It’s early days yet: snow industry


Queenstown’s ski gear retail and hire operators are taking a glass half full approach to the ski season’s disrupted start.

But they’ll be concerned if unseasonably warm temperatures extend through to the start of the New Zealand school holidays next weekend.

Coronet Peak ski area closed for skiing last Thursday after nearly a week of warm rain wiped out its snow base.

Outside Sports owner John Knight says he’s noticed a dip in the retail side of his business, as Coronet Peak tends to be popular with older locals who splash out on new gear.

But it’s “early days”, and he’s experienced similarly slow starts to the season in the past 20 years.

In 2011, snow did not arrive until July, but it ended up being a “reasonable” season.

School holidays have begun in Victoria and Queensland and will start in New South Wales tomorrow, but it’s lucky the domestic school holidays don’t begin for another week, Knight says.

Snowrentals managing director Stefan Crawford says there’s been no impact on trading so far because The Remarkables and Cardrona ski areas are still operating.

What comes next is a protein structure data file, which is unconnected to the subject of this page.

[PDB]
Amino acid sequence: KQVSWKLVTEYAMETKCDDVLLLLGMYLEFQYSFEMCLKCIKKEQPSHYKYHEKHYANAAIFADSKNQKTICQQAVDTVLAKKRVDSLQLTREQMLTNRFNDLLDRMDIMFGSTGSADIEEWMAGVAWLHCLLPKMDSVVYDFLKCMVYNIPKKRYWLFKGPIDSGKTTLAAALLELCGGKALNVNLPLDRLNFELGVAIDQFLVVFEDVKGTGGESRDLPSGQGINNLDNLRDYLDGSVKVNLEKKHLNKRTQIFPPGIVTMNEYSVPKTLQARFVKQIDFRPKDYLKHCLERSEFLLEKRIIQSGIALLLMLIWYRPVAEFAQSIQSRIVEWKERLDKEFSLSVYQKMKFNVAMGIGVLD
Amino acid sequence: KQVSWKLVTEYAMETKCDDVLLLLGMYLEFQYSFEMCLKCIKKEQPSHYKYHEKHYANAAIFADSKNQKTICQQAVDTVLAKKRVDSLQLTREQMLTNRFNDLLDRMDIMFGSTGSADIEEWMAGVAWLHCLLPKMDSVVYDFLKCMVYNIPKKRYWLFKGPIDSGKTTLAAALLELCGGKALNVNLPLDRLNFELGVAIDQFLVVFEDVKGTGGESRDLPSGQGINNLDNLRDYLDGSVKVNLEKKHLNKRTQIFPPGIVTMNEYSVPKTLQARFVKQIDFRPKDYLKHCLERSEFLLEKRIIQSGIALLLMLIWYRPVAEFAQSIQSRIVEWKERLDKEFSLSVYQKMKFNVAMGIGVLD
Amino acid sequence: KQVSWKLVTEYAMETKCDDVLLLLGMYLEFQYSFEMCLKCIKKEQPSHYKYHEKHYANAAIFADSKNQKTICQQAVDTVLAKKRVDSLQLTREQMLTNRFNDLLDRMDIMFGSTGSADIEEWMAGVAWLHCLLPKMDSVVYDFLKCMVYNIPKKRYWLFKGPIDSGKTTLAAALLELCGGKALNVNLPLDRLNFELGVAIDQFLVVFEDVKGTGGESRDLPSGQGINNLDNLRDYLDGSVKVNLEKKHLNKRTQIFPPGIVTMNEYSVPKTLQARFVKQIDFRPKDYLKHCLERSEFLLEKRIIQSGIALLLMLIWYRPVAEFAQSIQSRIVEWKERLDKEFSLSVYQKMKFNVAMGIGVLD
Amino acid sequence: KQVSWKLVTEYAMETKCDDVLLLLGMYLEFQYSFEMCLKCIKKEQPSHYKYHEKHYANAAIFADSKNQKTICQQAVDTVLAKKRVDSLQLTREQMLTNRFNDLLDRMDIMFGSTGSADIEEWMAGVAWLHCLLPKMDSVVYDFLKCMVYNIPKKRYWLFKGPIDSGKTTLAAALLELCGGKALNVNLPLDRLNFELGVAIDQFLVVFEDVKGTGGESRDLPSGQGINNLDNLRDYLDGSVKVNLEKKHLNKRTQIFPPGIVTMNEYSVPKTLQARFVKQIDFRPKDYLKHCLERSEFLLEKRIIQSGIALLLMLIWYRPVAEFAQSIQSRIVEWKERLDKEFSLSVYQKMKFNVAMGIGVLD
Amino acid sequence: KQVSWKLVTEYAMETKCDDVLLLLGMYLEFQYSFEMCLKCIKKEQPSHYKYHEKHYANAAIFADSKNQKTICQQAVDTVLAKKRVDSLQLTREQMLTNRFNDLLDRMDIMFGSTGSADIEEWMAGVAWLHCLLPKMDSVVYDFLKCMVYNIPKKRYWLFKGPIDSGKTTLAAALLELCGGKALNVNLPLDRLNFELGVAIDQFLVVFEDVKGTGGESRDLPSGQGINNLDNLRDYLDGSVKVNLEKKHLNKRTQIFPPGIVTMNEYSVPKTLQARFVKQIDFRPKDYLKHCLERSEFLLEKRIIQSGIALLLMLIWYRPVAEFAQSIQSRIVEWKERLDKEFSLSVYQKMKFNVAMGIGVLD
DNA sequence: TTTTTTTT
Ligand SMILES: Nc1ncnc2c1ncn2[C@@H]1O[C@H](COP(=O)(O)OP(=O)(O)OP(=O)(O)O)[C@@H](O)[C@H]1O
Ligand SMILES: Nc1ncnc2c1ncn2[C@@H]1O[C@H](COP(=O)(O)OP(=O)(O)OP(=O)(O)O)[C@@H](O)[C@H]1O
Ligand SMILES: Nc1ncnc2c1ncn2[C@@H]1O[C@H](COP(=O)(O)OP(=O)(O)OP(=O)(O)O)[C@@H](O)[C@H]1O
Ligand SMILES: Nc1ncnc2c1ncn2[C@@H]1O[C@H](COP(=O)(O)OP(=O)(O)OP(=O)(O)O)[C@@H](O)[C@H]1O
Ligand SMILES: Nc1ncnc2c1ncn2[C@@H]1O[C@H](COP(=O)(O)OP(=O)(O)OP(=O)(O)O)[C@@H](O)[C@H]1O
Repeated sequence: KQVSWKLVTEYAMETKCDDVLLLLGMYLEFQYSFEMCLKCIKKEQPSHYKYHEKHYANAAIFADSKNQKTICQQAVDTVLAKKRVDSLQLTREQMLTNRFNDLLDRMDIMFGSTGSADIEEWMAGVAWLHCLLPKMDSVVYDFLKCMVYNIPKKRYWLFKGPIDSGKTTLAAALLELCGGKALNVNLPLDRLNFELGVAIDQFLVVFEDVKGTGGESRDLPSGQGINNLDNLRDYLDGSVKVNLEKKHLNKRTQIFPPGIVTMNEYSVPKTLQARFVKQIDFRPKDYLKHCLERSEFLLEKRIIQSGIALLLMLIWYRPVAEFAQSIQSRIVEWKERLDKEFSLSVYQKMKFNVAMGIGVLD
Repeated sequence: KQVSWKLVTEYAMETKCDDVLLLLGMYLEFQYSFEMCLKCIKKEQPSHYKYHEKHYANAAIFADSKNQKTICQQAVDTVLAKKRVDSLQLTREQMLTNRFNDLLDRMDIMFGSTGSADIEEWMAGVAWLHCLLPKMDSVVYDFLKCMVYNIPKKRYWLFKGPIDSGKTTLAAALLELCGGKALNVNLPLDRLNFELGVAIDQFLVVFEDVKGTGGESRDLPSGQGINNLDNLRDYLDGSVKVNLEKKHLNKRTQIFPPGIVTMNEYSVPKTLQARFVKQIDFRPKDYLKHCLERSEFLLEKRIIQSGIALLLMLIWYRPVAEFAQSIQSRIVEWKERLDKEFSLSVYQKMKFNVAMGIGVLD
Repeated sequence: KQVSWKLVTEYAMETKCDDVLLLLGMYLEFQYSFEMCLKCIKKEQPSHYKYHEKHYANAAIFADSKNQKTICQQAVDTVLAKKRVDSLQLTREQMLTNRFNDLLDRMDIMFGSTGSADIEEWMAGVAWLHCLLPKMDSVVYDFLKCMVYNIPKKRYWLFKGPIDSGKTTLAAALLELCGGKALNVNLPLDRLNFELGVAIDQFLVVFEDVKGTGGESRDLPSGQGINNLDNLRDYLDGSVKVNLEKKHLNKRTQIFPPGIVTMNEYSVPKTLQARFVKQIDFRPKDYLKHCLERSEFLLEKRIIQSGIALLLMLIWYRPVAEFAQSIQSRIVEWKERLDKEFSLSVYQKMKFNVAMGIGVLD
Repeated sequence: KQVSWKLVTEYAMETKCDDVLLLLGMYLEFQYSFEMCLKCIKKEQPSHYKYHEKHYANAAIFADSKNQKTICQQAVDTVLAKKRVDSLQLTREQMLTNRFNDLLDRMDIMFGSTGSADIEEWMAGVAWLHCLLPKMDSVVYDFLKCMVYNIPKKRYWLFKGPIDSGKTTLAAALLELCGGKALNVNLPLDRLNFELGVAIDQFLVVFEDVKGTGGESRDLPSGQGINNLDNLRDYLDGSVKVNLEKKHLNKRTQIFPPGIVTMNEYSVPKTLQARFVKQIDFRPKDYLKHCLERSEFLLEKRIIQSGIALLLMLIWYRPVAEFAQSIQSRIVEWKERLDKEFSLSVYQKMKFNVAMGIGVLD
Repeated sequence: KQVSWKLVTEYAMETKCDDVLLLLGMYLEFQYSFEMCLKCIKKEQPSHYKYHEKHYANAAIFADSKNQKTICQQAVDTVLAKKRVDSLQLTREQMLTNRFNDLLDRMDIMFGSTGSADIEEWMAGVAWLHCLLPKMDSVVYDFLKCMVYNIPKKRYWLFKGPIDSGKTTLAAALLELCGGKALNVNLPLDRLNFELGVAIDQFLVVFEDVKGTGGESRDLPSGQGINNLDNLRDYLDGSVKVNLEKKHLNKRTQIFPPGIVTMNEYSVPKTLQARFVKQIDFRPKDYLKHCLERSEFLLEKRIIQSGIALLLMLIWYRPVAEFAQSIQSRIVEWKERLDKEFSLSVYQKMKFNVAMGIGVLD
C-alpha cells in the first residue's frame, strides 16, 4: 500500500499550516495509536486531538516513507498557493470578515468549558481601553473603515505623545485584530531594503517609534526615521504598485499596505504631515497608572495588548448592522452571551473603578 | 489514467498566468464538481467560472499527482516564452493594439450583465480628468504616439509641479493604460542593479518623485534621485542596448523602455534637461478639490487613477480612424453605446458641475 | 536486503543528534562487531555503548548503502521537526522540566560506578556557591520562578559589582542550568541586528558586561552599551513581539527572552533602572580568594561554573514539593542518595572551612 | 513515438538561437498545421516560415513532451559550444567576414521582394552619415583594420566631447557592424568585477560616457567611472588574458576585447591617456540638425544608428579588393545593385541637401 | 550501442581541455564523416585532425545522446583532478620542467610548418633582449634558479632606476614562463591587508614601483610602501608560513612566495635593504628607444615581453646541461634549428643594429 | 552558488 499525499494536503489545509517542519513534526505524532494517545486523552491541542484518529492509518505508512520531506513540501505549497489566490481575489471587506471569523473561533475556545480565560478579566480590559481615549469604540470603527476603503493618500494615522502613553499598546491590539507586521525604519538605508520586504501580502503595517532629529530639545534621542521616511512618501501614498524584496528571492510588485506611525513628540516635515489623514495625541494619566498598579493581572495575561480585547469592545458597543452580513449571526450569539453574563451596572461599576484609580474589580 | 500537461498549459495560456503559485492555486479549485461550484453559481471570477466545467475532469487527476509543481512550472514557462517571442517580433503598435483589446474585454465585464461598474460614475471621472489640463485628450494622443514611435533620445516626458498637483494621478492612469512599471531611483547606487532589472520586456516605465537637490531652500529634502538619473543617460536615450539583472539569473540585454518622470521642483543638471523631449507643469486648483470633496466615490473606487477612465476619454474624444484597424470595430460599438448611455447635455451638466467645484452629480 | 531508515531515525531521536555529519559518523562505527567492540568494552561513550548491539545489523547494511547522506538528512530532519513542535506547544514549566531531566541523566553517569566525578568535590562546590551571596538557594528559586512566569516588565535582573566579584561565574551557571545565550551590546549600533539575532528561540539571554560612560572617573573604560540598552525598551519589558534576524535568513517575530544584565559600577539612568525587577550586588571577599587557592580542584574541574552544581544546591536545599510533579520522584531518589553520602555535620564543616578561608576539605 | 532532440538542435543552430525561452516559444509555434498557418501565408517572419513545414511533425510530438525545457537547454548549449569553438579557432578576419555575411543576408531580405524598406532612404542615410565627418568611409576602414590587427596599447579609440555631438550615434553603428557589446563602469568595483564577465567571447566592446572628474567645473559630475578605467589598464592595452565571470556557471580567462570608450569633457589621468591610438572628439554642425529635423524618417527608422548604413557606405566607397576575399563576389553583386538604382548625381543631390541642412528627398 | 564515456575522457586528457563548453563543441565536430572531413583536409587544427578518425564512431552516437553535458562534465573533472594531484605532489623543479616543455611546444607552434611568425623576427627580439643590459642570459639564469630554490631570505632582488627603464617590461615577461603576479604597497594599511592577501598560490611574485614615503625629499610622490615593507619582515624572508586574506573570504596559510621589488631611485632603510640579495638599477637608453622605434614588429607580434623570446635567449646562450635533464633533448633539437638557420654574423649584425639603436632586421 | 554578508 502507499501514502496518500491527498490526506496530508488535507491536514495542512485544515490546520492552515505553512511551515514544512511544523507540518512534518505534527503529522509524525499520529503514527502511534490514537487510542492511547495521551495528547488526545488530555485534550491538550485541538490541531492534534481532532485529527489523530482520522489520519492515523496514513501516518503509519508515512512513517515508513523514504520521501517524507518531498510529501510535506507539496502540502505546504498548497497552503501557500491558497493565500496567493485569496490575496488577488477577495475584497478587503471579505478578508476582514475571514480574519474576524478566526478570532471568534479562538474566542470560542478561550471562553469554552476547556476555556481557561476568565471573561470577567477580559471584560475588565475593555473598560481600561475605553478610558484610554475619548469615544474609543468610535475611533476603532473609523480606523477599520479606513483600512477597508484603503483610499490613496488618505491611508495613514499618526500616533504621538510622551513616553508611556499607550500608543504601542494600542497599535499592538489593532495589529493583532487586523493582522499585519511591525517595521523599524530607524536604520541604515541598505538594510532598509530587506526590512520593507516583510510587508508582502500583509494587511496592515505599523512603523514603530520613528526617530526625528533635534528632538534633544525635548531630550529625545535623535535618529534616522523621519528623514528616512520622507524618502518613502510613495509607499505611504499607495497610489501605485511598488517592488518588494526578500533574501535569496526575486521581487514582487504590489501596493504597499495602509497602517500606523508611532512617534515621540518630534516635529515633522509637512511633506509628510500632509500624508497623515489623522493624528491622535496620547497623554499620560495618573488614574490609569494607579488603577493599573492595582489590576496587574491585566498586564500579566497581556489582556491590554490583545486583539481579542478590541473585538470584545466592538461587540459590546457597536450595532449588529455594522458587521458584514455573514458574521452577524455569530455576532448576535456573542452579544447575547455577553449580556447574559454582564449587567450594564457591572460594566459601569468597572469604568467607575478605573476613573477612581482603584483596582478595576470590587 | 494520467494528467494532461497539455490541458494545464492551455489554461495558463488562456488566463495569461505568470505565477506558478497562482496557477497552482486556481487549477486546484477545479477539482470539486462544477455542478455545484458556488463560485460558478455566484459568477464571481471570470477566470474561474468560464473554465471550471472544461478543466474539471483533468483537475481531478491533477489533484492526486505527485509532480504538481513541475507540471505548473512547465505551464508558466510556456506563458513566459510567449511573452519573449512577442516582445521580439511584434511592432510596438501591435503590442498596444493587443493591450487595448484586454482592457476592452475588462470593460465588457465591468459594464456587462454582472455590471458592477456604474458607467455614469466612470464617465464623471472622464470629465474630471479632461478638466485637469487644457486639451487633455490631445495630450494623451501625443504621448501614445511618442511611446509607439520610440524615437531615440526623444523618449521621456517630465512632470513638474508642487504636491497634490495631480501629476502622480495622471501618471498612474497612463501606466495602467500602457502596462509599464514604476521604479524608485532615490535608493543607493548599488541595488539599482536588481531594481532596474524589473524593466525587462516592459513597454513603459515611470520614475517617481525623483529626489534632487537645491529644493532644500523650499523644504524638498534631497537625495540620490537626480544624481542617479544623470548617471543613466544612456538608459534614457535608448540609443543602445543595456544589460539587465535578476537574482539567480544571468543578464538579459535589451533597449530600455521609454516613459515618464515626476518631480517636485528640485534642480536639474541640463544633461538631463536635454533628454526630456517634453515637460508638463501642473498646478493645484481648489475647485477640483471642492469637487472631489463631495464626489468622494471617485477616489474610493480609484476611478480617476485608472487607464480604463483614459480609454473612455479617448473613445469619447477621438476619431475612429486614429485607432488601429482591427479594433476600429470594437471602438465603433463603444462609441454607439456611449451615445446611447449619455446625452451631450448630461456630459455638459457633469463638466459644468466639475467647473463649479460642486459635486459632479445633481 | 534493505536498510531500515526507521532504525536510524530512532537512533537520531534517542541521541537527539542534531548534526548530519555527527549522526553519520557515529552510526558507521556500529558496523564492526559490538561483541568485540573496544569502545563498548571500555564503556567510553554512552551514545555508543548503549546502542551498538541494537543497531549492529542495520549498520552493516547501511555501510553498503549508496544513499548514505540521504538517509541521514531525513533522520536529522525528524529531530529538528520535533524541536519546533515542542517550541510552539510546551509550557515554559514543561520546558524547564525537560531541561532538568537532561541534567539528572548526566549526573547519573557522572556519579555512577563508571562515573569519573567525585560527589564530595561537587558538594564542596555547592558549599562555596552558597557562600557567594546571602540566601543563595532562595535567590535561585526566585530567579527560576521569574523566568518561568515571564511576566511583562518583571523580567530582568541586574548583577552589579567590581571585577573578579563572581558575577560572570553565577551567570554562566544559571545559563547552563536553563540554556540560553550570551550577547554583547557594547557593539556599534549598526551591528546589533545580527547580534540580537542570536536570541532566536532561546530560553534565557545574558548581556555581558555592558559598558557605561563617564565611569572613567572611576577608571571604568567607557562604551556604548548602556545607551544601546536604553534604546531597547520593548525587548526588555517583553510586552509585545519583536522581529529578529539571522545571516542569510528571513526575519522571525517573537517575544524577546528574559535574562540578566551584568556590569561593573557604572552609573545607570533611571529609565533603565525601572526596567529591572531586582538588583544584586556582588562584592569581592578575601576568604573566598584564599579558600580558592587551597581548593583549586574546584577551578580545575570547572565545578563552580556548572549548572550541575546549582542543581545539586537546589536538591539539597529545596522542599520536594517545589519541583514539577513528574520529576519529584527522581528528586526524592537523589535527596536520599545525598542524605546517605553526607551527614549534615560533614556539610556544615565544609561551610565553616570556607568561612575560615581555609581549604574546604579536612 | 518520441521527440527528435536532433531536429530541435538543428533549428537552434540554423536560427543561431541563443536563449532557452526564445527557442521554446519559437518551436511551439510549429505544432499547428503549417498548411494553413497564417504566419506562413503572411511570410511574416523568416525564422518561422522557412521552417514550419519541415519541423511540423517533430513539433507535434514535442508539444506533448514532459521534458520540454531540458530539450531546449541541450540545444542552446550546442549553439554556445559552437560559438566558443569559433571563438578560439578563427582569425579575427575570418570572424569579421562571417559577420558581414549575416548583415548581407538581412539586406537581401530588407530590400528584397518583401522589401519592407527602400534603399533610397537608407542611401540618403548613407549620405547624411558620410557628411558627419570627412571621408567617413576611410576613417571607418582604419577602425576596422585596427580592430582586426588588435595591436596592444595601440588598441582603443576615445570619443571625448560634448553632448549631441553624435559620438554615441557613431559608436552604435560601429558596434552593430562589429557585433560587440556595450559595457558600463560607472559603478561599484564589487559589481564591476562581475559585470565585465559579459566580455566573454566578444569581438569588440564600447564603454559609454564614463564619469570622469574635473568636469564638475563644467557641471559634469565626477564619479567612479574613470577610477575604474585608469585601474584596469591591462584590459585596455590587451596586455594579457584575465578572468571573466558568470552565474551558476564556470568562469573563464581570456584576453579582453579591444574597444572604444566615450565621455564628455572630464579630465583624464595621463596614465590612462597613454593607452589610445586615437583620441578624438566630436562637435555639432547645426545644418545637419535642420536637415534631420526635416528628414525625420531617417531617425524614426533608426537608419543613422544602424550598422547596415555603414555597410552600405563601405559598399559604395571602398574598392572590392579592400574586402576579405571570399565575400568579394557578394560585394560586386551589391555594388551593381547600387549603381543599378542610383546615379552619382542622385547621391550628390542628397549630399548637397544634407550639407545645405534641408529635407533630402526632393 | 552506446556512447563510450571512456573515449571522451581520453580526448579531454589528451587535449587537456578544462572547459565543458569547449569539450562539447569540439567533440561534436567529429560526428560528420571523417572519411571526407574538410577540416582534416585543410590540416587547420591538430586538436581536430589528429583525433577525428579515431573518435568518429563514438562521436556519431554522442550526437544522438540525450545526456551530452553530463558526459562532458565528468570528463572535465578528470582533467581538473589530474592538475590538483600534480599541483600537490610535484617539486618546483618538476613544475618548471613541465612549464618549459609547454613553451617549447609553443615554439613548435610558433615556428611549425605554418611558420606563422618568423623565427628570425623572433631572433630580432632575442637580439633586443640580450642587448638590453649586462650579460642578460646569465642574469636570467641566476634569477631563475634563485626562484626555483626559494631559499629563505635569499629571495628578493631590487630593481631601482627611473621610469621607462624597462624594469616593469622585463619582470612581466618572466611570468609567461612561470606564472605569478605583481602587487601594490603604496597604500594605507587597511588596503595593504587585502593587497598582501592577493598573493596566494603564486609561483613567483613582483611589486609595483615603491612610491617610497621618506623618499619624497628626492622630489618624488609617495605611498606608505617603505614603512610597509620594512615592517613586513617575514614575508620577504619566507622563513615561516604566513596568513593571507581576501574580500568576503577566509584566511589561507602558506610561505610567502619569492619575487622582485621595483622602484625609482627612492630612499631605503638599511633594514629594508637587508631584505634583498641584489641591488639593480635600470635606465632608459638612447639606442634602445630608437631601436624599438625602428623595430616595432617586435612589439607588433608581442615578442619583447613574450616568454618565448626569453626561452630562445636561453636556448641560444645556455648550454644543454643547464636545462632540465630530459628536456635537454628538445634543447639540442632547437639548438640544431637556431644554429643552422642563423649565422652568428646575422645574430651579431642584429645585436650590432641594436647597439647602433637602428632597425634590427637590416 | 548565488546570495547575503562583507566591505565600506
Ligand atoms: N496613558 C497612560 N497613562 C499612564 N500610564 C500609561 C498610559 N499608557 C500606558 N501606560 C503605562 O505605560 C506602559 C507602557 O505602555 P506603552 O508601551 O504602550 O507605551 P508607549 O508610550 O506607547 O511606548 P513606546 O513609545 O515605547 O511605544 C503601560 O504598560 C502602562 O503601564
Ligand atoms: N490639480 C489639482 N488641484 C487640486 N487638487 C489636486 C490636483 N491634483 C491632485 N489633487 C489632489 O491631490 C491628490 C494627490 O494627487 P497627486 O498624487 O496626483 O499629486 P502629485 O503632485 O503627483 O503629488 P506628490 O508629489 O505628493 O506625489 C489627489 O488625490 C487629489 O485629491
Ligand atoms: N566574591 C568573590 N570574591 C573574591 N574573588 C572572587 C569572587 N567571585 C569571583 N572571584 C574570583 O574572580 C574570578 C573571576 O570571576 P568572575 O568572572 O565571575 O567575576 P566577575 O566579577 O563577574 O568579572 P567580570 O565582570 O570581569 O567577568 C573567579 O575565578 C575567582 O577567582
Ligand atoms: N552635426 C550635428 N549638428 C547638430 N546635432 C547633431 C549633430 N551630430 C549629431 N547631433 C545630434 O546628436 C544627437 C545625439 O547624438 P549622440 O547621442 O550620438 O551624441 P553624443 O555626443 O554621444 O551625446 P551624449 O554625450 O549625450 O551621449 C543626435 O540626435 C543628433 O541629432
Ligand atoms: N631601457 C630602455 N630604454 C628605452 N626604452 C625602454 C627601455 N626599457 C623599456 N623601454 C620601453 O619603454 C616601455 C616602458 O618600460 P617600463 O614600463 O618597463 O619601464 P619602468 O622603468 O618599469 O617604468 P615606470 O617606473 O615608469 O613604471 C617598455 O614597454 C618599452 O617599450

“People have already booked their holidays and they’re still coming.”

Small Planets Sports owner Darryl Tatom says trading’s dipped about 30 per cent on last year during the recent week of warm rain, but he’s unconcerned.

He praises NZSki for the way it’s coping with high visitor numbers at the Remarkables.

“Everybody’s working a bit harder to accommodate the multitudes of people coming into town.”

NZSki boss Paul Anderson says Coronet Peak needs about 72 hours of continuous snowmaking at very cold temperatures to reopen.

It has made snow for the past three nights and throughout yesterday, but the air has been too warm to make enough.

The weather forecast is looking promising for snow from the middle of next week, Anderson says.

“We’re doing everything we can to get open for the New Zealand school holidays.”

The company will continue sharing work hours between its staff, but is operating day by day.

“It’s only been a week. That’s not unusual in the ski industry – you’d expect to be prepared for that. But obviously, if it went on for much longer, then we’d start to get worried.”

The company’s other Queenstown ski area, The Remarkables, is busy.

Its higher altitude means it can make snow for longer than Coronet Peak, allowing it to retain good coverage.

Coronet Peak remains opened for sightseers, and Anderson has been surprised by the popularity of snow tubing on two lanes accessed by the Greengates chairlift.

Otago Daily Times